Ms. Magurina told the news conference that she wanted to know why her “professional success” was tied to her clothing size. The two women — one of whom had worked for the airline for 26 years — lost their initial court cases and had called the news conference to announce they would appeal.
Pavel V. Danilin, a journalist, and Nikita A. Krichevskiy, an economist, both speaking for the Aeroflot Public Council, loudly enunciated several reasons they thought the guidelines should be followed. The advisory council works at the behest of the company, but its 25 members are not paid and are not official spokesmen for the airline.
First, Aeroflot was striving to join the ranks of the top 10 airlines in the world so the appearance of the cabin staff mattered because customers want pretty flight attendants, they said. (One wag on Twitter suggested the food might be a more productive place to concentrate first.)
Second, of some 600 cabin attendants informed that they were overweight, only about 50 failed to lose the extra pounds.
Third, heavy flight attendants would present a danger in any emergency situation and the women should be grateful that the airline took an interest in their health, they said.
There was also some discussion of an argument that the airline had made — that planes carrying heavier employees cost the company more in fuel consumption.
“I don’t understand why the requirement of wearing size 42-48 is considered so unworkable,” said Mr. Krichevskiy, adding that he had shed 20 kilograms in recent years.
As the discussion grew heated, Mr. Krichevskiy accused Ms. Magurina of bragging about her body during court hearings. “She said she had big breasts which served her well throughout her life, and more recently started doing her a disservice,” he said. The two women shook their heads in disbelief, but did not respond directly.
Aeroflot, which has earned high marks in recent years for shedding its Soviet skin to become a fairly efficient, friendly airline, quickly tried to distance itself from the proceedings.
Aeroflot issued a statement noting that the Public Council meets twice a year and that the opinions of its members do not necessarily represent the views of Aeroflot.
“N. Krichevskiy and P. Danilin were expressing their personal opinions,” the statement said. “They are public figures and on their own initiative expressed the desire to take part in today’s press conference. Aeroflot’s position was set out in the Court, which rejected the claims brought by Magurina and Ierusalimskaya against Aeroflot.”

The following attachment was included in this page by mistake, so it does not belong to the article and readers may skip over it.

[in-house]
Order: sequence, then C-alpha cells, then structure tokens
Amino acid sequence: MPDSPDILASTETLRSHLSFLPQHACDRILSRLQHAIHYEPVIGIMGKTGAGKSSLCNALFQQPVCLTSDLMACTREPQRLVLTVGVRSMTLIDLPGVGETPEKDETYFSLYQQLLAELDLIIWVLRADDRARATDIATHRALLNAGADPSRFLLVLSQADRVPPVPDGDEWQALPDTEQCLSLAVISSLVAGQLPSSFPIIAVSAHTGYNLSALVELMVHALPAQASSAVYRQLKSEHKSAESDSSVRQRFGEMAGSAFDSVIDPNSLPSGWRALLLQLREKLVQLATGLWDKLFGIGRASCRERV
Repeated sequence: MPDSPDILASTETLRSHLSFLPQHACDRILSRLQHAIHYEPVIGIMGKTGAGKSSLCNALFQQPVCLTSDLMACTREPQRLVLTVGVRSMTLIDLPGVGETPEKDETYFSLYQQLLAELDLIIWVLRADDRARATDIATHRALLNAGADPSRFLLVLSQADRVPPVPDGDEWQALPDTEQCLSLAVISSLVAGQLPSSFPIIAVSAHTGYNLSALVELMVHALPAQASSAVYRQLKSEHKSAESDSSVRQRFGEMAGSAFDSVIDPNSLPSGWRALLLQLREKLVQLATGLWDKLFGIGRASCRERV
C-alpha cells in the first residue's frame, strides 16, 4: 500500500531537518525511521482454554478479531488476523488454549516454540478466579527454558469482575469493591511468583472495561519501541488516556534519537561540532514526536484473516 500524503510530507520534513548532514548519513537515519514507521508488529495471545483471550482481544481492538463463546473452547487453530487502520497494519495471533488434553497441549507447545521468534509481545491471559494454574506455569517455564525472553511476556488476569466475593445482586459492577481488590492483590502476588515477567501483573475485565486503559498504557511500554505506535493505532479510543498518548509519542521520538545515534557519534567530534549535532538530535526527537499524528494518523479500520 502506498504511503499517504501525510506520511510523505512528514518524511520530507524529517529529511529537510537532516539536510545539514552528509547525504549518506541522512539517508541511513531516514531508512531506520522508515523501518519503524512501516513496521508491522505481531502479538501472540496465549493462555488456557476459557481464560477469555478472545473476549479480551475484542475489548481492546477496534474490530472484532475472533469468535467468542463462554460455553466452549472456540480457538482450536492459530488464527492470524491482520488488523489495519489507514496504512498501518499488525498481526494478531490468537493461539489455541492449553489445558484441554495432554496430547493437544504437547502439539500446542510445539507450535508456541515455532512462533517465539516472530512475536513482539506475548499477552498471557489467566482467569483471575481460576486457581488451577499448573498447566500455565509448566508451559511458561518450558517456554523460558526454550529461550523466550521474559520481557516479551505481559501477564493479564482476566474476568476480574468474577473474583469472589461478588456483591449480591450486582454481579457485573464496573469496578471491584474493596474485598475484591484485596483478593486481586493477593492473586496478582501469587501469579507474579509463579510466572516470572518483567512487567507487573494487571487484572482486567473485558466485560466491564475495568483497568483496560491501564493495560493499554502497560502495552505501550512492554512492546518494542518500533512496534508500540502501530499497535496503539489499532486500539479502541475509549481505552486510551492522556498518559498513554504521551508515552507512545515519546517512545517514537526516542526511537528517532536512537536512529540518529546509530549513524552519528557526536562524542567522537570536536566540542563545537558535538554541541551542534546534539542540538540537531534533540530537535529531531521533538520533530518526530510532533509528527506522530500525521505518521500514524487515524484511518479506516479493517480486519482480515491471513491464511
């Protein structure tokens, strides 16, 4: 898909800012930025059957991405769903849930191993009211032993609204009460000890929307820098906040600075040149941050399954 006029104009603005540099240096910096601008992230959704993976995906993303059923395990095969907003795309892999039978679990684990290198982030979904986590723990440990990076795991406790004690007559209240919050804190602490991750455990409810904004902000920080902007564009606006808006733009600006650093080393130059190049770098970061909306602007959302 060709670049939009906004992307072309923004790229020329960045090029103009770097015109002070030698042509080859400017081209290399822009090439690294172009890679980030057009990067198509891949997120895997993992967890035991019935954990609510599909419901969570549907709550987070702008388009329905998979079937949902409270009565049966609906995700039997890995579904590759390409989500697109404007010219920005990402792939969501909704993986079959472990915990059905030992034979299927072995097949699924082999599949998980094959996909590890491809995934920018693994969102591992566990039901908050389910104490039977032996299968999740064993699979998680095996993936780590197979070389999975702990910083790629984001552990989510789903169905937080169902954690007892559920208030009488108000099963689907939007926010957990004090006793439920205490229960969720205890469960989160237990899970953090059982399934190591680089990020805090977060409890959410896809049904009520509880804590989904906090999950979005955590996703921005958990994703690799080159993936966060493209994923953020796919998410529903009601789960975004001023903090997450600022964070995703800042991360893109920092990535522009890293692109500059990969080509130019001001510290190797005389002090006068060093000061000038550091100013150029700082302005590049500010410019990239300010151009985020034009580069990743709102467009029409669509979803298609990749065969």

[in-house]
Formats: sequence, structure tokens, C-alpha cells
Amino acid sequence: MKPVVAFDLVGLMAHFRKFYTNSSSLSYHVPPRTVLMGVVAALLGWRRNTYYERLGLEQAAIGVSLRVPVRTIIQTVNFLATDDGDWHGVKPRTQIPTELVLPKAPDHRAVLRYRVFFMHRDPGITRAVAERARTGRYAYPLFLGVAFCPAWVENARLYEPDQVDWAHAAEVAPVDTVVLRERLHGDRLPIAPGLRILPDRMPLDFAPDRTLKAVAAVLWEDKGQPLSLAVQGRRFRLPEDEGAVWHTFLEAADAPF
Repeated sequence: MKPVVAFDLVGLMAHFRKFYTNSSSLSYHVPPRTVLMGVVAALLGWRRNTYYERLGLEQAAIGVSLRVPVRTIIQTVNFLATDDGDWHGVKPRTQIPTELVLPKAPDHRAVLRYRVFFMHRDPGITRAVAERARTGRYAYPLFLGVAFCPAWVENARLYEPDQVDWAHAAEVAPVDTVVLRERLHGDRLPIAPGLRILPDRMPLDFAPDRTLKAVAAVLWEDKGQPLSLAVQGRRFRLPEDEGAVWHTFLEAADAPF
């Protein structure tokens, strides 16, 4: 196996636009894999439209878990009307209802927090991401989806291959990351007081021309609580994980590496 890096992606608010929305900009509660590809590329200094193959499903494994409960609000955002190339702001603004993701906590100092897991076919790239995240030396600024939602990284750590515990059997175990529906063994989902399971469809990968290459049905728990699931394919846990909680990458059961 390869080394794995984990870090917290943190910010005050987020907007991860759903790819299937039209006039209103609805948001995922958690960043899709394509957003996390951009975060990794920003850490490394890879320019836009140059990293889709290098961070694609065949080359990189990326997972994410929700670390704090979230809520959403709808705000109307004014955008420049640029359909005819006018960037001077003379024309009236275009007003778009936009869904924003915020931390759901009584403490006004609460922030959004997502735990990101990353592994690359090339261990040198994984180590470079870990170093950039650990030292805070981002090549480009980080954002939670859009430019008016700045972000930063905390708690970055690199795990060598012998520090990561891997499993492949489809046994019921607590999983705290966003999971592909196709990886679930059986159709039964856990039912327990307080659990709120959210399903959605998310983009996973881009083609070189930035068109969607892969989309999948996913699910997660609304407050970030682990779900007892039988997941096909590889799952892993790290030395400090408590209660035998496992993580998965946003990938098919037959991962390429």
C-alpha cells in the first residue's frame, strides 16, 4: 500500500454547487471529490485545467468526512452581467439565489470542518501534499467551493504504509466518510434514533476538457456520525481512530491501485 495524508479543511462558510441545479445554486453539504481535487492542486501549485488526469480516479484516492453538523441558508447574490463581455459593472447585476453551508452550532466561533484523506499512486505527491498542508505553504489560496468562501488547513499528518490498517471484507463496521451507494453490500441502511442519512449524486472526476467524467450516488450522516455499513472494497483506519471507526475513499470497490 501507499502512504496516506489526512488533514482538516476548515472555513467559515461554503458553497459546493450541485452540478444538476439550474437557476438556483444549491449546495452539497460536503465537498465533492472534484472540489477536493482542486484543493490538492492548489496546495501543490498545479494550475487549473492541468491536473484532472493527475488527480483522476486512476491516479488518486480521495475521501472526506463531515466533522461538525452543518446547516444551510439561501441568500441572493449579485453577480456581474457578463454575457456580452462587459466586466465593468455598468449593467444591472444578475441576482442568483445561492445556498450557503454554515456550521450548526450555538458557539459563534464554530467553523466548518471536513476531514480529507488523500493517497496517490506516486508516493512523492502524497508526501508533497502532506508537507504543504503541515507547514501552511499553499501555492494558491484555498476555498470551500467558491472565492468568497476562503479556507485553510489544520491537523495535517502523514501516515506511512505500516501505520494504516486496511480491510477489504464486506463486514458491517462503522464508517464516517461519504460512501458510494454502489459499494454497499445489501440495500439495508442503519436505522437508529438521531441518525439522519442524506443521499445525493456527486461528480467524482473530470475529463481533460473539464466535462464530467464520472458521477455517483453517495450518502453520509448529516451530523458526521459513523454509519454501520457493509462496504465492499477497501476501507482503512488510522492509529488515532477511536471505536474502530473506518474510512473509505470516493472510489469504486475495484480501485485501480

The two men had cited a passenger survey in which passengers overwhelmingly stated a preference for attractive cabin crews, and the airline’s public relations agency in London sent it out again on Tuesday.
Every Aeroflot flight starts with a video of three skinny, statuesque female flight attendants in the airline’s trademark orange uniforms embroidered with a flying hammer and sickle gliding through an airport, and many new employees of both sexes seem to have been hired with young glamour in mind.
“As it was stated in court, Aeroflot’s requirements for sizes and weight are strictly in compliance with Russian law,” the company said in response to questions. “The flight attendants are not being discriminated against, as has been demonstrated in two court cases that were ruled upon in Aeroflot’s favor this month.”
Last February, when the allegations by cabin crew members were first raised publicly, Aeroflot issued a statement denying any discrimination based on age or appearance. “The claim that the expert medical commission has been instructed to remove ‘old and ugly’ cabin crew from flight duties is untrue,” the statement said.
The fight reflects the struggle throughout Russia to win equal treatment for men and women, including equal pay, said Ksenia A. Mihaylichenko, the lawyer for both women. “Only professional qualities should be counted,” she said.
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